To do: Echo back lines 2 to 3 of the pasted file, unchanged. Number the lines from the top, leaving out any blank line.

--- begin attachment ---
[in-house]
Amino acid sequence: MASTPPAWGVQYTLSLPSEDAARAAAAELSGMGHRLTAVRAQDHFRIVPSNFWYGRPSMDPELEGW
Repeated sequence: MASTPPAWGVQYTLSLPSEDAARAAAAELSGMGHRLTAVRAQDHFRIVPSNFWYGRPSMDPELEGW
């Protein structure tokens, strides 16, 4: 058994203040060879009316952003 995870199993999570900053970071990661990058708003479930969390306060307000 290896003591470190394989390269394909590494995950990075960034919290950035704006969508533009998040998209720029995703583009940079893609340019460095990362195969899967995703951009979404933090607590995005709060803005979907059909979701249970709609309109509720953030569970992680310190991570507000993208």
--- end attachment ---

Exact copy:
Amino acid sequence: MASTPPAWGVQYTLSLPSEDAARAAAAELSGMGHRLTAVRAQDHFRIVPSNFWYGRPSMDPELEGW
Repeated sequence: MASTPPAWGVQYTLSLPSEDAARAAAAELSGMGHRLTAVRAQDHFRIVPSNFWYGRPSMDPELEGW